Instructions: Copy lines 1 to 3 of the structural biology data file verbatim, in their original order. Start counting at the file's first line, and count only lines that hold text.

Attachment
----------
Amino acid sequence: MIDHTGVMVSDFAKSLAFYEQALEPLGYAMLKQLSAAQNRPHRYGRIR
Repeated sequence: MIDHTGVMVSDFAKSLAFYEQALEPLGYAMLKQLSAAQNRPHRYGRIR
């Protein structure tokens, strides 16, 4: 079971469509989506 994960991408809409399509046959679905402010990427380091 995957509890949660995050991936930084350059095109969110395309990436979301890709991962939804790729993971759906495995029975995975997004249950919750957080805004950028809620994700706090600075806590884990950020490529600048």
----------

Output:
Amino acid sequence: MIDHTGVMVSDFAKSLAFYEQALEPLGYAMLKQLSAAQNRPHRYGRIR
Repeated sequence: MIDHTGVMVSDFAKSLAFYEQALEPLGYAMLKQLSAAQNRPHRYGRIR
């Protein structure tokens, strides 16, 4: 079971469509989506 994960991408809409399509046959679905402010990427380091 995957509890949660995050991936930084350059095109969110395309990436979301890709991962939804790729993971759906495995029975995975997004249950919750957080805004950028809620994700706090600075806590884990950020490529600048």